NBANew York Knicks

Mitchell Robinson Explains Why Good Basketballs Are Brown

NEW YORK, NEW YORK - DECEMBER 07: Mitchell Robinson #23 of the New York Knicks in action against the Indiana Pacers at Madison Square Garden on December 07, 2019 in New York City. Indiana Pacers defeated the New York Knicks 104-103. NOTE TO USER: User expressly acknowledges and agrees that, by downloading and or using this photograph, User is consenting to the terms and conditions of the Getty Images License Agreement. (Photo by Mike Stobe/Getty Images)

Mitchell Robinson answers the age-old question, “Why are basketballs brown?” More specifically, “Why are good basketballs brown?”

Mitchell Robinson Washes His Hands Unlike Other NBA Players

This begs the question, “Why does Mitchell Robinson think they’re brown?”

In an interview with The Athletic, Robinson opens up about why basketballs are brown.

When asked if the orange ball would be too difficult to spot against their In-Season Tournament court at Madison Square Garden, the New York Knick would just answer that he thought the ball was a different color.

“Huh, I always thought the ball was brown.”

Mitchell Robinson

This became a massive conversation about why a good basketball is brown. This is primarily due to players using it for a long time, turning it old and worn.

When asked why basketballs turn brown, the 25-year-old didn’t mince words. This is due to the grime, bacteria, and dirt building up on the basketball.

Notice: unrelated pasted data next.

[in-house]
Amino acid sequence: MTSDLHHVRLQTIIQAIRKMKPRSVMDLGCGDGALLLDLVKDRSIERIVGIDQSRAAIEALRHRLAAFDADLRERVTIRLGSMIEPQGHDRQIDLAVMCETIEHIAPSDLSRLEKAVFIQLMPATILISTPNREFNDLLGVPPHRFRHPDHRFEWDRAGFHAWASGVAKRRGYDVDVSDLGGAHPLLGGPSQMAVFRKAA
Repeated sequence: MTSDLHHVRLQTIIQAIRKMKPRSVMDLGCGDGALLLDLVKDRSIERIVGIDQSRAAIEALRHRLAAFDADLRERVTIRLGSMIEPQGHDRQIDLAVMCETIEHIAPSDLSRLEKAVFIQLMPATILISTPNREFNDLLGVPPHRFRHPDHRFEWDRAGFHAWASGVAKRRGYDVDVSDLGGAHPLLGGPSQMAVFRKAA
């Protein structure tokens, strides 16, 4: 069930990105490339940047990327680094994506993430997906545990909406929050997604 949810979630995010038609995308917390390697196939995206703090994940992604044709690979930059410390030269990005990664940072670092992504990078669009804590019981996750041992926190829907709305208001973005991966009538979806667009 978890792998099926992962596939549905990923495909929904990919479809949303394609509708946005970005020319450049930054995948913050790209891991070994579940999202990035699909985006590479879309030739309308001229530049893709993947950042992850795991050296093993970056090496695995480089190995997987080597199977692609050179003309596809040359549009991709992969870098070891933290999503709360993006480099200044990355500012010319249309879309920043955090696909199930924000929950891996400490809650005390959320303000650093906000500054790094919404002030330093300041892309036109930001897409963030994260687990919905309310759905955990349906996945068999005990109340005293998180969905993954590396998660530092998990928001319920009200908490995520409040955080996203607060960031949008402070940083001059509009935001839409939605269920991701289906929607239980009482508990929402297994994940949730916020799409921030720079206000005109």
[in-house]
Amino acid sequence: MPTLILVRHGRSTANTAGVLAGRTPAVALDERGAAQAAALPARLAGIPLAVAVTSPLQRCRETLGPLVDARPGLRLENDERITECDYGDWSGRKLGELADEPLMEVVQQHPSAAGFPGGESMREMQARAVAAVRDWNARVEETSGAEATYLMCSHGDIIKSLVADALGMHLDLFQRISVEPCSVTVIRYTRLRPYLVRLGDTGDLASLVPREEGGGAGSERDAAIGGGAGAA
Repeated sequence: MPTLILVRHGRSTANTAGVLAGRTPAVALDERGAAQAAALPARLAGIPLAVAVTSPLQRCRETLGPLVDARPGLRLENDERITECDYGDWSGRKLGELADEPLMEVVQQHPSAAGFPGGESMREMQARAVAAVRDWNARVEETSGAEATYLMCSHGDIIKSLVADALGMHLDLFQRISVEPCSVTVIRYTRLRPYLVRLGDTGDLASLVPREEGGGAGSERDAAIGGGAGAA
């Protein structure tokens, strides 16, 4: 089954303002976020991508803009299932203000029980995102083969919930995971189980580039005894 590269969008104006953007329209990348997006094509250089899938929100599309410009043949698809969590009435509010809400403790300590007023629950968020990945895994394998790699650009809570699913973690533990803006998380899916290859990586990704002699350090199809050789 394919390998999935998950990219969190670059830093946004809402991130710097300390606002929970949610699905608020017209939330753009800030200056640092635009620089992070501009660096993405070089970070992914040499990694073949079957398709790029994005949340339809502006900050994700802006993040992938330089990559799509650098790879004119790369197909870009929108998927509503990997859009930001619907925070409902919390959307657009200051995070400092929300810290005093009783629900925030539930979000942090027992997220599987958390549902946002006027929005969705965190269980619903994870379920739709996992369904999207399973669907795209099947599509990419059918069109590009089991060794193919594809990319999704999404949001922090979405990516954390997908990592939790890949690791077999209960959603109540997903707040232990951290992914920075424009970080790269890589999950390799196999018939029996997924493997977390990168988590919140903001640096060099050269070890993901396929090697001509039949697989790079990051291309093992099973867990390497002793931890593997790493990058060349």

It makes sense; it does bounce on a court that’s stepped on multiple times by different people’s shoes. However, Robinson doesn’t think that’s the only reason. He calls out many players in the league for not washing their hands.

While doing so, he washes his own hands of this mistake by claiming that he physically cleans them, assumedly, before and after touching a basketball.

“It’s got dirt and bacteria. People here don’t wash their hands. There’s a few people in this league that wash their hands. A few of them. But I can. I do. I wash my hands.”

Mitchell Robinson

So remember, getting a signed basketball from your favorite players could be dirtier than the dirt you walked on to get to the arena.

Why Are Basketballs Orange?

Basketball on basketball court, elevated view - stock photo. Photo by Getty Images
Basketball on basketball court, elevated view – stock photo. Photo by Getty Images

Usually, when someone purchases a brand-new basketball, it arrives in a bright and solid orange color. Everyone knows why they’re colored that way: For audience visibility.

Basketballs in the NBA used to be brown until the 1950s, which made it hard for some fans attending the games to spot. So Tony Hinkle changed it to orange to make it easier to see.

However, no one knows why Hinkle chose orange and not any other bright color like neon green or purple.

Ultimately, the league adapted to the orange-colored spheres that would start and end careers.